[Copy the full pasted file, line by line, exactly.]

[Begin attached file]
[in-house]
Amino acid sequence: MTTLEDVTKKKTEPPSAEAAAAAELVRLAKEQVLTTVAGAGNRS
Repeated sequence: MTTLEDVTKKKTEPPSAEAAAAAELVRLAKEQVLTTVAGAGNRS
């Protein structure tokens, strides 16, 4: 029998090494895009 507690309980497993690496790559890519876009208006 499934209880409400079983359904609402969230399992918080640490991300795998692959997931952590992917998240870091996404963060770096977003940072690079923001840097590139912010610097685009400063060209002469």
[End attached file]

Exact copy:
[in-house]
Amino acid sequence: MTTLEDVTKKKTEPPSAEAAAAAELVRLAKEQVLTTVAGAGNRS
Repeated sequence: MTTLEDVTKKKTEPPSAEAAAAAELVRLAKEQVLTTVAGAGNRS
């Protein structure tokens, strides 16, 4: 029998090494895009 507690309980497993690496790559890519876009208006 499934209880409400079983359904609402969230399992918080640490991300795998692959997931952590992917998240870091996404963060770096977003940072690079923001840097590139912010610097685009400063060209002469």